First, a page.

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Steve McCurry Intimacy of Reading: Photos

August 26, 2010

Destroyed control room, Kuwait City, Kuwait, 1991, The Unguarded Moment, final print_milan

Kuwait City, Kuwait, 1991

Reading is such a central thing in libraries, with millions of word devoured every day in libraries around the world. So I really liked this story I saw on Publishing perspectives.

Steve McCurry’s Photos Capture the Universality, Intimacy of Reading

• Steve McCurry, one of the most famous photojournalists in the world, is always on the hunt for the “unguarded moment” — a slice of time that is both personal and honest. He has often found this in moments when people are reading.

• ”There’s an intimacy people have with a book and its author that is similar, what couples have,” says McCurry. “[Reading] is a common link in our shared humanity, a thing we all do that is regardless of where we are economically or socially.”

By Edward Nawotka

Photojournalist Steve McCurry is best known for shooting one of the most famous photographs ever taken -– 1985’s “Afghan Girl,” an image of a young girl with sea green eyes staring defiantly into the camera. But war and those affected by it are not his only subjects. “Like most photographers, I’m fascinated by people in everyday situations,” he says via phone from Cape Town. “The work I do is mostly wandering and observing human nature and human activity, working and playing and leisure time. As you’re walking around the streets of China, India, New York, whererver -– it is fun to photograph people simply doing things.”

One of his ongoing projects is compiling a collection of photos of people reading; on Monday, he put a selection of these photos on display for the first time on his own blog. Entitled “Fusion: The Synergy of Energy and Words” (Part I and Part II) drew a strong reaction from book lovers. “More than 4,000 people visited the site in the first few hours and I started getting calls from librarians and booksellers asking about the photos,” says Bonnie McCurry V’Soske, Steve’s sister, who manages her brother’s business.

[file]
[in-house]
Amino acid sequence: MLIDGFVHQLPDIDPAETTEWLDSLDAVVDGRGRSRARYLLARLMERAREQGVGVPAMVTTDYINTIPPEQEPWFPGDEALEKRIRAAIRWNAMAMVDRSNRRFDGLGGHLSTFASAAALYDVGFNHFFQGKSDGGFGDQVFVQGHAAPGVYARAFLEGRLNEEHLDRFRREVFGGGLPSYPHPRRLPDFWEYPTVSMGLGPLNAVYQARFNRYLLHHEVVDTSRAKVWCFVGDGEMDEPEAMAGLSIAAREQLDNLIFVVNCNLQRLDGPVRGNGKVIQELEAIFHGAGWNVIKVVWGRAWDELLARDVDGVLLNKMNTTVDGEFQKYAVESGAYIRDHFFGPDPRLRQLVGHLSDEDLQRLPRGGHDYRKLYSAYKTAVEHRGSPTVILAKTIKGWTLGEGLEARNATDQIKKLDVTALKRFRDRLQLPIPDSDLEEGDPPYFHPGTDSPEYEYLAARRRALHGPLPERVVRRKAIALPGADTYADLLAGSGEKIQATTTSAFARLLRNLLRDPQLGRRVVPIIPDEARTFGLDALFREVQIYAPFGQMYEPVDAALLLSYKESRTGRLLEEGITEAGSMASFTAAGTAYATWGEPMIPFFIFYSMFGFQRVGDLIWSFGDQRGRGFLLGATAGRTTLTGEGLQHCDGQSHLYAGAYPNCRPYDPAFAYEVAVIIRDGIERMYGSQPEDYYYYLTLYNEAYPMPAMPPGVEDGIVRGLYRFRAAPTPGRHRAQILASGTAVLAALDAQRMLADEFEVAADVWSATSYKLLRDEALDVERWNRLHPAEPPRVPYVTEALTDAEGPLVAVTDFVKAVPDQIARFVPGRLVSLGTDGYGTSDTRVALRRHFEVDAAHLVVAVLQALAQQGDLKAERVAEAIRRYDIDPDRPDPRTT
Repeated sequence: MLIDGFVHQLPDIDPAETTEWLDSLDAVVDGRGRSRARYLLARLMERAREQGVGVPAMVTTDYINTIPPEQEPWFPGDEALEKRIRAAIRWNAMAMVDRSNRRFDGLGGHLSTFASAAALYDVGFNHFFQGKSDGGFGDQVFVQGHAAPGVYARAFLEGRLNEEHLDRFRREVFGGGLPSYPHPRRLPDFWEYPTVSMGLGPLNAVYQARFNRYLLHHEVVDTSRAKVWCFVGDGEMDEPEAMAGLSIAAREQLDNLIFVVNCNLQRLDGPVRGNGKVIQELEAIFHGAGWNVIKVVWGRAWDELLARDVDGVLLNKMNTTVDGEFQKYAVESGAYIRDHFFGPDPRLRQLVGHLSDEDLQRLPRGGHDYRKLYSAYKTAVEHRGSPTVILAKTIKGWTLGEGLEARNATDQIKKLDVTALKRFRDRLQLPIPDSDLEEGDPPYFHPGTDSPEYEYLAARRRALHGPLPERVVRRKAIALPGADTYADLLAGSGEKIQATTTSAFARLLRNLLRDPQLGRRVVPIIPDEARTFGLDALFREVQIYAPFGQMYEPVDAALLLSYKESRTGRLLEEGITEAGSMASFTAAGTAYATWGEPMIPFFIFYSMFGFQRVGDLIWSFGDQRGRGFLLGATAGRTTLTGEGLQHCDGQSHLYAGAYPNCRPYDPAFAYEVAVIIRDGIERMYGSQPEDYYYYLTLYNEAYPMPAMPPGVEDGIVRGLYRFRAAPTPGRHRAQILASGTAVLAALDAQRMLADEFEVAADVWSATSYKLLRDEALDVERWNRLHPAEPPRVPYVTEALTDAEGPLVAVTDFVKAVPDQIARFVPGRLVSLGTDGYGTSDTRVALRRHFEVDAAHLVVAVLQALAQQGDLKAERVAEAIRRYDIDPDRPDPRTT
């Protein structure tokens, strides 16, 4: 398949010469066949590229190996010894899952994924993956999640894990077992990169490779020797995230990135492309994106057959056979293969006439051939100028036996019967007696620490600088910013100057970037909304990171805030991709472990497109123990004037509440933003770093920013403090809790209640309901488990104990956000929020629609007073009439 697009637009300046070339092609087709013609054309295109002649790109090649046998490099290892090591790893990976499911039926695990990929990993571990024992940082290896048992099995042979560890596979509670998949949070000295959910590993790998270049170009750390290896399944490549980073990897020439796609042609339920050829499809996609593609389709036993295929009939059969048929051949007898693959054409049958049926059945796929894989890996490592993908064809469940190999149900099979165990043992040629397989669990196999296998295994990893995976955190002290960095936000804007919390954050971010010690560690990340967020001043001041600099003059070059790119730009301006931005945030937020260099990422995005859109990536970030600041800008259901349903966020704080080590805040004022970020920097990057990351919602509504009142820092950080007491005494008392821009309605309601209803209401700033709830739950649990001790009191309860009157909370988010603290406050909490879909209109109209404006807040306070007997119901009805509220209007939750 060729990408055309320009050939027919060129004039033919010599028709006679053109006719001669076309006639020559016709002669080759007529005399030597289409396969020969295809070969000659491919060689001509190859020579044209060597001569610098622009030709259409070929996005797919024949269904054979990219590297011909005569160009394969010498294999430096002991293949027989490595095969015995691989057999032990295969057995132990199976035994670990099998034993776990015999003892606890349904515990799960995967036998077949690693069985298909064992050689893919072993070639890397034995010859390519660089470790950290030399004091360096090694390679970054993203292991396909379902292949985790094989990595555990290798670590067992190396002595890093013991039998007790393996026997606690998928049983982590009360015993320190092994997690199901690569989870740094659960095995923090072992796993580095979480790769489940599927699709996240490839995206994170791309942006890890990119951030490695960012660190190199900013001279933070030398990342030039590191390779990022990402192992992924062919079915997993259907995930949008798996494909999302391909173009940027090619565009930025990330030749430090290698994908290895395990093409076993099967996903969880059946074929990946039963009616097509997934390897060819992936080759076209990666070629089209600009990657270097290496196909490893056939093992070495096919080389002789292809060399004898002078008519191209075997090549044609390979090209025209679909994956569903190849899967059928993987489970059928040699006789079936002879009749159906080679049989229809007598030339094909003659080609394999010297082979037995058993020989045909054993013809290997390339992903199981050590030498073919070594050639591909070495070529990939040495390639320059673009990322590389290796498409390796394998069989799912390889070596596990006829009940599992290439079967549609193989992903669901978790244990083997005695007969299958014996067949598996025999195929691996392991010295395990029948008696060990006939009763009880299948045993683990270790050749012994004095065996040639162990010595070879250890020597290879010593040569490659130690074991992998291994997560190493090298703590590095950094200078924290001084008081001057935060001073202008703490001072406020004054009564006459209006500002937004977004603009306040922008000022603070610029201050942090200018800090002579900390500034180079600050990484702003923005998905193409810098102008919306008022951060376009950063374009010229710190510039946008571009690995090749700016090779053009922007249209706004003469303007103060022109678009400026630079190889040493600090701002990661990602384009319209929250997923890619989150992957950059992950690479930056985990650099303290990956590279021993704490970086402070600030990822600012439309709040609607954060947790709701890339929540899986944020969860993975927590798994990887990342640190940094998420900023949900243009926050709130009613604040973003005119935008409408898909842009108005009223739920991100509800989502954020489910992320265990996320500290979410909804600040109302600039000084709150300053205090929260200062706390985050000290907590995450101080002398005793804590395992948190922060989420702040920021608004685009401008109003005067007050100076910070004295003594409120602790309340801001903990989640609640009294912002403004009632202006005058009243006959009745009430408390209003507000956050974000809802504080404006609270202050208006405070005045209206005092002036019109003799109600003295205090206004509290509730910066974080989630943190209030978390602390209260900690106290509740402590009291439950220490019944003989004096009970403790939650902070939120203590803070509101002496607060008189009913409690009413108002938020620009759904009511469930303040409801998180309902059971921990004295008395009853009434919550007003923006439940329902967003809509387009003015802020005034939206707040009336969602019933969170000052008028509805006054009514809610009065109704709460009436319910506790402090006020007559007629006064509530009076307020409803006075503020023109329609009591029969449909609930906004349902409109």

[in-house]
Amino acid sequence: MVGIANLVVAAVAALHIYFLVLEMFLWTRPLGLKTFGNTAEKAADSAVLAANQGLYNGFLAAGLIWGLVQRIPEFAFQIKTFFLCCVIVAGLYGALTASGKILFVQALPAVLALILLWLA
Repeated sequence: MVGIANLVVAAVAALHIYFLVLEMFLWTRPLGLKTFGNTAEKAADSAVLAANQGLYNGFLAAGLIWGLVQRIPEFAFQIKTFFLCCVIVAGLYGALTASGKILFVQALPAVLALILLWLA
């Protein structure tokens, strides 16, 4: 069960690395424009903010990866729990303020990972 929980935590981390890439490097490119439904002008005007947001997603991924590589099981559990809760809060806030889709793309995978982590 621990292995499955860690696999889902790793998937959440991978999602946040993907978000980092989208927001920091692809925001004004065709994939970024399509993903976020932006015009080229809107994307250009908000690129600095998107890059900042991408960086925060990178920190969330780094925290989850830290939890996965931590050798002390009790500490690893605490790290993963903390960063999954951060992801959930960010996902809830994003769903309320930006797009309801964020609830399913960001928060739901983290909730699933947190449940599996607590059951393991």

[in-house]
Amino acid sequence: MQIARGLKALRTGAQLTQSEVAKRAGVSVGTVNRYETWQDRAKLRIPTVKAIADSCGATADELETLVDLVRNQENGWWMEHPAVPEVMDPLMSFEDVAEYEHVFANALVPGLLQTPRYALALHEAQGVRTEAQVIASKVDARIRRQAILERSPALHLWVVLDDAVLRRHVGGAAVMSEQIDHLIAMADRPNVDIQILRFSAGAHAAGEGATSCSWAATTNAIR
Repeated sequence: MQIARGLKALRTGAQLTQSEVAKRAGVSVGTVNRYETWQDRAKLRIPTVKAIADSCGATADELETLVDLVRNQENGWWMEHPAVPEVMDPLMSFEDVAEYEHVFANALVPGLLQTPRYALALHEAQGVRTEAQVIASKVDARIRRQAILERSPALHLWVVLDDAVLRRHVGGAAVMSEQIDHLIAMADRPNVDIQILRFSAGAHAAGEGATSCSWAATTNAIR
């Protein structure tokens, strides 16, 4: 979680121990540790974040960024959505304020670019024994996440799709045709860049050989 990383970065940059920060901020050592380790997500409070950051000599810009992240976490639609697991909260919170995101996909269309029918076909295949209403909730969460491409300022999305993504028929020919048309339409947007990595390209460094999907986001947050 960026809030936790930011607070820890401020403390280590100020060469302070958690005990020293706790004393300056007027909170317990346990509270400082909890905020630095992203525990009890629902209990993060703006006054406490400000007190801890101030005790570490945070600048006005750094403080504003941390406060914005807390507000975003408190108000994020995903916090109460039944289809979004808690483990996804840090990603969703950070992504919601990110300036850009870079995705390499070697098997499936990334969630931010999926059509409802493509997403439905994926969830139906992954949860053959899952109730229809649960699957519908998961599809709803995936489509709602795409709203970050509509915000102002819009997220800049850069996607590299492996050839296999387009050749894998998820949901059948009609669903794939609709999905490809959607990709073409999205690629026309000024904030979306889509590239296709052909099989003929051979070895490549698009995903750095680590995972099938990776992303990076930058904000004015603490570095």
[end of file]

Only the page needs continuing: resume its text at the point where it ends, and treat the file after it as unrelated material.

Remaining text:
The idea to shoot photos of people reading was itself prompted by his relationship with legendary Hungarian photographer André Kertész, who was also fascinated with images of people reading. (You can view a gallery here). “Henri Cartier-Bresson was a friend of mine and he once said, ‘Whatever we have done, Kertész did first and it’s apt to start here,” says McCurry. “I met Kertész in 1984 when I moved into the same building where he lived on Fifth Ave. in New York and I knew he’d done a body of work on people reading. It was an inspiration to me. Reading is kind of the universal endeavor, one without regard to nationality, race, age or culture.”

Continue reading here.

Publishing perspectives are asking for photos of people reading which they can put on their site, which seems like a great idea. Library users could send us some of their favourite photos of themselves reading, which we can put up here and on Kete Tararua. Email photos to library@tararuadc.govt.nz or call into the Dannevirke Library if they are in print form and we can scan them.

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